I am almost positive I was not the only one who reacted to the latest news from the Department of Energy with the incredulous question, “You want to build a what, where?”
The ‘what’ is a small modular reactor (SMR), a nuclear generating facility that has a capacity of about 100 megawatts, and the ‘where’ is the island province of Sulu. The leading lights of Sulu are quite aggressive in their lobbying to the DOE, Energy Undersecretary Donato Marcos disclosed over the weekend, saying, “They usually visit Secretary Cusi, proposing that they host an SMR.”
The technology itself is not the troubling issue in this case. SMRs were largely developed from nuclear power systems used in ships and submarines, and are generally safe in the right hands. Like any nuclear power system, the heightened risk comes from the fact that almost any significant potential failure is likely to be catastrophic, but the probability of the risk being realized is generally very low.
What is troubling is first of all, the obvious fact that Sulu is not one of the more politically or socially stable areas of the country, and the less obvious but more important fact that the country is, at this point, wholly incapable of operating or regulating a nuclear power industry.
There are institutions both inside and outside the country that would like the Philippines to be able to explore nuclear power, a point that was raised in a conversation I had a couple of weeks ago with a representative from the Asean Center for Energy. Perhaps the country would be doing so in earnest, or already have a productive nuclear power sector, if it had not already built and decided not to operate an outdated magnet for controversy in the form of the Bataan Nuclear Power Plant.
Marcos’ comments a few days ago revealed, maybe unintentionally, just how far the country is from being able to manage nuclear power according to acceptable international standards. Marcos implied that the nuclear advocates in Sulu were getting ahead of themselves and the country at large because the DOE has only recently “met with people from the International Atomic Energy Agency (IAEA). They are capacitating our technical working group to realize our 19 infrastructure requirements,” he said.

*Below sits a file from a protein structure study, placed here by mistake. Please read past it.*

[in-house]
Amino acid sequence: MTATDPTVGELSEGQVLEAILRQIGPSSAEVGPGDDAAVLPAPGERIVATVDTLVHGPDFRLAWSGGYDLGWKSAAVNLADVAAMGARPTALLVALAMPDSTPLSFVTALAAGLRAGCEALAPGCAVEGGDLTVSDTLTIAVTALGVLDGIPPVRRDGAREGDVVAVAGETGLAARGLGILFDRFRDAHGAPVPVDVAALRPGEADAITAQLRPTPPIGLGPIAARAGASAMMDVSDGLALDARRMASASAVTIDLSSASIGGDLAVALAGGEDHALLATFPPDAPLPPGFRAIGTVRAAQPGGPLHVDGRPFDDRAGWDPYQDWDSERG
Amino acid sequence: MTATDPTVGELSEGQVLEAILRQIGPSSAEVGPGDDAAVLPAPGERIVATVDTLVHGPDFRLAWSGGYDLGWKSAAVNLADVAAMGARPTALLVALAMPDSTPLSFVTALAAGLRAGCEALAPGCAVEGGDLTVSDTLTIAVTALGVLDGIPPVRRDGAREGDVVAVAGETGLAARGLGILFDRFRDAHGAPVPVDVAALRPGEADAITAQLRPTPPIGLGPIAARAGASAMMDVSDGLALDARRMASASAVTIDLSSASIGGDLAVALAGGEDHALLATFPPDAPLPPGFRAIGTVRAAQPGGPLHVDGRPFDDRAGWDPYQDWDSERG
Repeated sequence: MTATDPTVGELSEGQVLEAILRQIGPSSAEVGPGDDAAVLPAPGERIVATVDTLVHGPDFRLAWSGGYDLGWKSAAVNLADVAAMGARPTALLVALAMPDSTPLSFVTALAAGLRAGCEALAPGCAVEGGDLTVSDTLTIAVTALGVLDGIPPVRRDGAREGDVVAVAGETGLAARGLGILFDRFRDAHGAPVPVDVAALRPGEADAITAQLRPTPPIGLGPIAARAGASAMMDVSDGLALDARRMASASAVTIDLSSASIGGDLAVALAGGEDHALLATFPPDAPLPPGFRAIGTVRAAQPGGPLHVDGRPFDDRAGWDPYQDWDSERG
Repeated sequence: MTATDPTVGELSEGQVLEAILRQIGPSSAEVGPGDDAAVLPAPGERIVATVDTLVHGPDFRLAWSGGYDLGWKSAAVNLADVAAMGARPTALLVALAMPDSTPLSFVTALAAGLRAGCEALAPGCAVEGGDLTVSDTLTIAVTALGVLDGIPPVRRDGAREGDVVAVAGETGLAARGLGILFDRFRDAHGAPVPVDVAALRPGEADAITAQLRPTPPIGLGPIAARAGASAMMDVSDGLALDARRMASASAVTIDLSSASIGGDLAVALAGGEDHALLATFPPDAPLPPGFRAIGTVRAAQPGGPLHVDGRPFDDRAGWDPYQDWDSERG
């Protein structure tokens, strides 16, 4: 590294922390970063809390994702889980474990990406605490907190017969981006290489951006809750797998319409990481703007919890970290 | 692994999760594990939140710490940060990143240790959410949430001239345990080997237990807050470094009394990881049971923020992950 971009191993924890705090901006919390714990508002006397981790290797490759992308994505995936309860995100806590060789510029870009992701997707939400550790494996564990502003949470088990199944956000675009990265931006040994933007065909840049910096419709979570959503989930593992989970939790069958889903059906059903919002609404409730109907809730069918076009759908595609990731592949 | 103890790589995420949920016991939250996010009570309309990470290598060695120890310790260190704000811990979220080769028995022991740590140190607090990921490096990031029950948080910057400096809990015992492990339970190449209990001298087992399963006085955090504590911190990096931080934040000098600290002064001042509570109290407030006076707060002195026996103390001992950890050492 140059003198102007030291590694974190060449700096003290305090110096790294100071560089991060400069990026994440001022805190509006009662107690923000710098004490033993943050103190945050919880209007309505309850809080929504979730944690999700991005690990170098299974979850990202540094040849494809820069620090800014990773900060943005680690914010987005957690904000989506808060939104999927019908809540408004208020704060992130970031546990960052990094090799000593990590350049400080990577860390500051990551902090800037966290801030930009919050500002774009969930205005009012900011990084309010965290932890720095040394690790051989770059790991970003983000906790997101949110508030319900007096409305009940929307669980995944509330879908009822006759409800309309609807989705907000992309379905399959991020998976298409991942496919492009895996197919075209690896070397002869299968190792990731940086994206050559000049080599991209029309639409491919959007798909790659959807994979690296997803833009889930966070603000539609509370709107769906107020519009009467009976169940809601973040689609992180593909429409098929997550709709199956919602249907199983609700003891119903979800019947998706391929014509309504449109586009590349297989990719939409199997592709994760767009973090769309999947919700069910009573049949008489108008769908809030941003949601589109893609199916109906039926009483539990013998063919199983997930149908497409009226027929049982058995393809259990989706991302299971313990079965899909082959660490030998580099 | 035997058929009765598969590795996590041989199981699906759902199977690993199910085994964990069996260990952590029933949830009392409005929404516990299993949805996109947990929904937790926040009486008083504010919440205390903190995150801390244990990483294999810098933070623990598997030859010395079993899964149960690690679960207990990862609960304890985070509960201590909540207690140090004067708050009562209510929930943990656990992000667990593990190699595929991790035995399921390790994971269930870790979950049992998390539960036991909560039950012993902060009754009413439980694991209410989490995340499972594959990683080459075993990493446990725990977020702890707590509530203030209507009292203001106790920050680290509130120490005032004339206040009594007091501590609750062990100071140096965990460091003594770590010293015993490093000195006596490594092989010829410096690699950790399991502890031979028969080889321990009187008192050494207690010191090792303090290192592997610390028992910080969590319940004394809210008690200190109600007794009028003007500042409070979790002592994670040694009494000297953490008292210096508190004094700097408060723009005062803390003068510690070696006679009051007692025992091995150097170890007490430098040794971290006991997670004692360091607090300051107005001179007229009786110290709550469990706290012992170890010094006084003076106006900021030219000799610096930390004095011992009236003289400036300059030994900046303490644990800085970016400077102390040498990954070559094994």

Those 19 infrastructure requirements were defined in a presentation last year, and include the National Position, which presumably means overall policy toward nuclear power; the regulatory framework; financing; safeguards other than those directly related to the safety of the nuclear facilities (such as in contracts or financing arrangements); emergency planning; handling of nuclear waste; nuclear safety, i.e., in actual plant operations or waste handling; stakeholder involvement; management of nuclear facilities or corporate entities; procurement; the legal framework; radiation protection; human resource development; security and physical protection—one might imagine this would be a significant issue in restive Sulu; the nuclear fuel cycle, which also relates to waste handling; and overall environmental protection.
The implications of the very existence of this list is that while the Philippines might not be wholly lacking in all areas, there is some shortcoming in every area that needs to be resolved to make nuclear power safe and productive.
These are fundamental factors, and the assertion by some advocates for resurrecting the BNPP that all it will take is to refurbish the plant (at the bargain price of just $1 billion) and fire it up is completely irresponsible, as is the reportedly “aggressive” push by Sulu to put a nuclear plant on that island—an island, it should be noted, whose political status is somewhat uncertain, as it is part of the ARMM and the not-yet realized Bangsamoro autonomous region.
Nuclear power is probably completely unnecessary in the Philippines, given the country’s abundance of renewable energy options, but exploring the technology and the means to manage it properly can pay dividends beyond nuclear energy, and so there is something to be said in favor of continuing to pursue the long, slow process of capacity building alluded to by Undersecretary Marcos. And the new perspective of the DOE—that the problematic issue of the BNPP can simply be bypassed if it cannot be satisfactorily resolved—is also a helpful development.
Nevertheless, it is time for the Philippines to realize that nuclear power, if it is ever to be a viable option, lies somewhere in the distant, unseen future. To meet the country’s power needs, priority should be placed on practical existing solutions, and not flights of fancy.